Difference Between Gandhara and Mathura School of Art | UPSC Art & Culture Notes

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Difference Between Gandhara and Mathura School of Art

Gandhara and Mathura, two prominent Indian art schools, differed greatly. Gandhara, influenced by Greco-Roman styles, depicted the Buddha realistically in stucco and schist, focusing on Buddhist themes. It belonged to the Gandhara region. In contrast, Mathura, rooted in Indian traditions, used red sandstone and granite to create symbolic figures across Hindu and Buddhist themes. Located in Mathura, India, it followed a broader religious scope. Understanding these stylistic, thematic, and geographic distinctions is important for the UPSC Civil Services Examination.

About the Gandhara School of Art

The Gandhara school of art was present in what is now Pakistan and Afghanistan, from roughly 100 BC to 500 AD. What made it unlique? A mix of influences!

  • Greco-Roman and Persian art: Imagine Indian art with touches of Greek and Roman styles, like wavy hair and realistic figures.
  • Buddhist focus: This school of art mainly depicted stories and figures important to Buddhism, like the Buddha himself and other holy beings.
  • Material matters: Their favorite medium? Gandhara schist, a special type of gray-green stone.

About the Mathura School of Art

Imagine an art school in Mathura, India, that flourished around 2000 years ago. This is the Mathura School of Art, known for its unique style.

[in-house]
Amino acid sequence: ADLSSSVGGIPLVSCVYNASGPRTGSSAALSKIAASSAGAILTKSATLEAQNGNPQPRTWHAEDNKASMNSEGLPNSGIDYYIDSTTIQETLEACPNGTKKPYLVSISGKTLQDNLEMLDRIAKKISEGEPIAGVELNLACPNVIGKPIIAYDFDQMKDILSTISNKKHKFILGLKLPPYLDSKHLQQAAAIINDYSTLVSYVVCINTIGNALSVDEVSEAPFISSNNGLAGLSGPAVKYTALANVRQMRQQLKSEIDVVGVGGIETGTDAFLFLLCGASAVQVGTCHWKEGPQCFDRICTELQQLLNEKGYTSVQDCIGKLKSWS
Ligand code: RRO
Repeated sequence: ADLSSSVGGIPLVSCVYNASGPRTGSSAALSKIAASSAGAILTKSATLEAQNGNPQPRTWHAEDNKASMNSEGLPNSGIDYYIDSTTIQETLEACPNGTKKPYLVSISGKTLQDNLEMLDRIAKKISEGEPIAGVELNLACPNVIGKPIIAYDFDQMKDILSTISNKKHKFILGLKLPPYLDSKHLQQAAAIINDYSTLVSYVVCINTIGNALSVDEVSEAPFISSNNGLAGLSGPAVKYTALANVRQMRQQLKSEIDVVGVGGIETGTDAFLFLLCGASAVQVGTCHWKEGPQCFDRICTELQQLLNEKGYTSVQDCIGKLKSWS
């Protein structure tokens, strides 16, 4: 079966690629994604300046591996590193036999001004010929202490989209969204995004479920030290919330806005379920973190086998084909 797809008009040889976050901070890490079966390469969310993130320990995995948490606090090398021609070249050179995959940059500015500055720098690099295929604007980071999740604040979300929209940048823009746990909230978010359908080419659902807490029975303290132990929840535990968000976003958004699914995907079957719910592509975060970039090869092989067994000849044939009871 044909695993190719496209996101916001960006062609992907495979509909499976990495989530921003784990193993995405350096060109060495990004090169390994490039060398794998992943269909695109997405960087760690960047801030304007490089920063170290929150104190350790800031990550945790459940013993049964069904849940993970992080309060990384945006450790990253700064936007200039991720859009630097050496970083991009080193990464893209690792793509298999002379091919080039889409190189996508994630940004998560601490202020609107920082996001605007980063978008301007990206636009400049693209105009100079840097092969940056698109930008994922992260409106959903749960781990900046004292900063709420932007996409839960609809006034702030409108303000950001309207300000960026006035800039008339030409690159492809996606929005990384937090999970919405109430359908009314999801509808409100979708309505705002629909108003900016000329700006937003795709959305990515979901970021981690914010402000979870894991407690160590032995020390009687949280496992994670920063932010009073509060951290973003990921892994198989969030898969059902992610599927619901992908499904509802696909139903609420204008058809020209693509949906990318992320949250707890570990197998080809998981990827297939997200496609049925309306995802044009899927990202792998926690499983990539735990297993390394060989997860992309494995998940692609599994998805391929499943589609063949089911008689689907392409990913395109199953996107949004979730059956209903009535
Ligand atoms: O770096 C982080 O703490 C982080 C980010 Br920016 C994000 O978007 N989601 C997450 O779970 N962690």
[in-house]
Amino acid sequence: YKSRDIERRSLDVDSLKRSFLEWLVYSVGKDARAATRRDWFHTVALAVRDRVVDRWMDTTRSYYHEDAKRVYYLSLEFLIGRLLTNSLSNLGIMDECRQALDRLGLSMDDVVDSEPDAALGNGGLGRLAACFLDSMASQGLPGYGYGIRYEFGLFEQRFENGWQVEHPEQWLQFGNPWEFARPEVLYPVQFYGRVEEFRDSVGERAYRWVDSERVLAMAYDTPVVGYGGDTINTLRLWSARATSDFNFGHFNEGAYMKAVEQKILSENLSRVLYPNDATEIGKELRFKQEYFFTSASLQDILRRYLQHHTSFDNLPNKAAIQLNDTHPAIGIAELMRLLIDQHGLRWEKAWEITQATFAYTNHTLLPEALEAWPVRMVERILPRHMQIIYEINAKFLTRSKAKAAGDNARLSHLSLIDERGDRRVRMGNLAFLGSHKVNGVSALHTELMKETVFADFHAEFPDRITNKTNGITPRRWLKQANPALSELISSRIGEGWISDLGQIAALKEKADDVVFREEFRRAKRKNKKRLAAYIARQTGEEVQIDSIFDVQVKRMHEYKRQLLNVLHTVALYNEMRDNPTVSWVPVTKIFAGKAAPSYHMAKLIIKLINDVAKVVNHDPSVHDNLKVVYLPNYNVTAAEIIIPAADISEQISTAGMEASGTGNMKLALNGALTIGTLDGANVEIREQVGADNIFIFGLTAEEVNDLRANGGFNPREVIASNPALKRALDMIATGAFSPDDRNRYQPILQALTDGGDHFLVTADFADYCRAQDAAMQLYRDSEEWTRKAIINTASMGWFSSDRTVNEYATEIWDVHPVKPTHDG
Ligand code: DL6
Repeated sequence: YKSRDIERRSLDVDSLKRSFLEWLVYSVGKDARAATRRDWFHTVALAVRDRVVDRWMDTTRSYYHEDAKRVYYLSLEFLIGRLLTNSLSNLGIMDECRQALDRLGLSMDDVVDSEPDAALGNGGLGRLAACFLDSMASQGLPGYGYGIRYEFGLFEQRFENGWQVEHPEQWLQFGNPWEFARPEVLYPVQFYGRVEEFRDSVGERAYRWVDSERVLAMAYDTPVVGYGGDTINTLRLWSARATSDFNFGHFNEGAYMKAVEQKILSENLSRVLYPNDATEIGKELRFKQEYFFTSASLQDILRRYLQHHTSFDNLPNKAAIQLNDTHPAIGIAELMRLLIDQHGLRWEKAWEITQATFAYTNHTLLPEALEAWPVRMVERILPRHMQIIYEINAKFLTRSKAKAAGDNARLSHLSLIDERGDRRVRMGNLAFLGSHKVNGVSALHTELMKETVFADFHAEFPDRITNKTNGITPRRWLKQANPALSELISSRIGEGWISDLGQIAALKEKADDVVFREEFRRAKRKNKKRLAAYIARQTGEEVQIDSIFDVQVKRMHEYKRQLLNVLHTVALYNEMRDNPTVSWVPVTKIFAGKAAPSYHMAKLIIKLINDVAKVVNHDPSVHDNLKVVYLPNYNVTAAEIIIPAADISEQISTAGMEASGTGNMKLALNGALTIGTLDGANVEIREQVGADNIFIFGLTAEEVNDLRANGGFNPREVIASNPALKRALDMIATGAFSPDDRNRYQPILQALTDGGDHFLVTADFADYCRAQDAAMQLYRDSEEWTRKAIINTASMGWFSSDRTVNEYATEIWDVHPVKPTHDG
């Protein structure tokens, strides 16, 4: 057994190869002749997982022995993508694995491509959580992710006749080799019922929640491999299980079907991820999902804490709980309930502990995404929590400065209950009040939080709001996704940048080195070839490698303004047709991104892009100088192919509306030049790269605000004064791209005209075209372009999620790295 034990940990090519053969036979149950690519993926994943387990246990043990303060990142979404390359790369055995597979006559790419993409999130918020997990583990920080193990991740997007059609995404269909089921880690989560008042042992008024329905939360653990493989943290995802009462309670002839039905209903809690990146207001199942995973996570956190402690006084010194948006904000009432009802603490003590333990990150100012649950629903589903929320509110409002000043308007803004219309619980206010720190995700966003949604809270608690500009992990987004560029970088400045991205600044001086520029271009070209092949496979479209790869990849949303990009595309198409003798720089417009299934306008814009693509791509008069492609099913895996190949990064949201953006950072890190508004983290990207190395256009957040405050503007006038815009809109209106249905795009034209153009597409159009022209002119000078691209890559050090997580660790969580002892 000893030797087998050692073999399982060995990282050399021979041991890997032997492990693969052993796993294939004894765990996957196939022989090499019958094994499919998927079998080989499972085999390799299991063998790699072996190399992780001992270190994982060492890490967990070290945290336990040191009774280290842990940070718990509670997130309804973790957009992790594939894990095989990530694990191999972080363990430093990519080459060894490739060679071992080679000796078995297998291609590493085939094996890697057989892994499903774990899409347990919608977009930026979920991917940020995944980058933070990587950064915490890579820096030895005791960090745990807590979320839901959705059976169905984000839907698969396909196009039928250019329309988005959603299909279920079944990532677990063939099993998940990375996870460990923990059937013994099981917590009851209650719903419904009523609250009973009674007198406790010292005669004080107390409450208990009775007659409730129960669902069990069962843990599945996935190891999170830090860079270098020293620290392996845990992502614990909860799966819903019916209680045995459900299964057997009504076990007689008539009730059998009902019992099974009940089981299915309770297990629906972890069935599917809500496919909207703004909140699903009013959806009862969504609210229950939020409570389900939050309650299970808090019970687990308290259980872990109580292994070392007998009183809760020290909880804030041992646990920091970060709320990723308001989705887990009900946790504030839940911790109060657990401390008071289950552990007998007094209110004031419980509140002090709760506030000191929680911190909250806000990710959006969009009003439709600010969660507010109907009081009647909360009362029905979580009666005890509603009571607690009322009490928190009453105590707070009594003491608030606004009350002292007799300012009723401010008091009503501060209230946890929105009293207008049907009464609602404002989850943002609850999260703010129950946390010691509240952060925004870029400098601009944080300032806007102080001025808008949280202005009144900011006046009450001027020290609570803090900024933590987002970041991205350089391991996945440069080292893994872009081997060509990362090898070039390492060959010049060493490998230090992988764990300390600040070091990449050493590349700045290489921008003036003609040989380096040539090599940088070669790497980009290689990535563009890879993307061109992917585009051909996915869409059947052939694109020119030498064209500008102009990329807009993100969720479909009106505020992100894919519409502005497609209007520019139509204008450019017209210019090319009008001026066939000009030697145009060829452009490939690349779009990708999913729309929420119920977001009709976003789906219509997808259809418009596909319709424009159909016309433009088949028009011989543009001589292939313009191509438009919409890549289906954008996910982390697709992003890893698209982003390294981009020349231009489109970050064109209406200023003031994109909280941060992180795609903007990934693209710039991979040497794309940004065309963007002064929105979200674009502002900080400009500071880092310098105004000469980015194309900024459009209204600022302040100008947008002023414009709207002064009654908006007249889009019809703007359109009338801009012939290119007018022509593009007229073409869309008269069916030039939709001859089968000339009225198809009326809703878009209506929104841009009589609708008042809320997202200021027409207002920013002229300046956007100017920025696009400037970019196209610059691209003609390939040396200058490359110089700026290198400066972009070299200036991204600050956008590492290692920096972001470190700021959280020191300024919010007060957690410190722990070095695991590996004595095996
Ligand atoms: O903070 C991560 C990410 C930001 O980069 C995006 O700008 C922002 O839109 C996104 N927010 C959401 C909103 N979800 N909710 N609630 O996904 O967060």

• Indian roots: Unlike some Indian art with Greco-Roman influences, Mathura art was purely Indian. Think curly hair and rounder figures for the Buddha and other holy beings.
  • Local love: The artists loved using a special red sandstone found right there in Mathura for their sculptures and carvings.
  • More than just Buddha: While the Mathura School did depict Buddhist figures, they also created art for Hindus and Jains, showcasing scenes from epic stories and even royalty.
  • Serene style: Mathura art aimed for a sense of calmness and elegance. Their figures weren’t super realistic, but rather had a stylized beauty.
  • Flat is where it’s at: Mathura artists preferred creating low reliefs or carvings on panels, instead of the more three-dimensionnal statues favored by the Gandhara School.
  • Material matters: Their favorite medium? Gandhara schist, a special type of gray-green stone.

Difference Between Gandhara and Mathura School of Art

Here we have stated the difference between the gandhara and mathura school of art:

ParameterGandhara School of ArtMathura School of Art
Geographical Location
Pakistan and AfghanistanUttar Pradesh, India
Artistic InfluenceGreco-Roman and Persian stylesMix of Indian styles with some Greek influence
Sculpture StyleDetailed and dynamic figures
Serene and stylized figures
Subject MatterMainly Buddha’s life and Bodhisattvas
Buddhist, Hindu, and Jain themes
Materials UsedGandhara schist (grey-green stone)
Local red sandstone
Portrayal of BuddhaGreco-Roman features
Indian features
Artistic TechniquesHigh relief and freestanding sculptures
Low relief and carved panels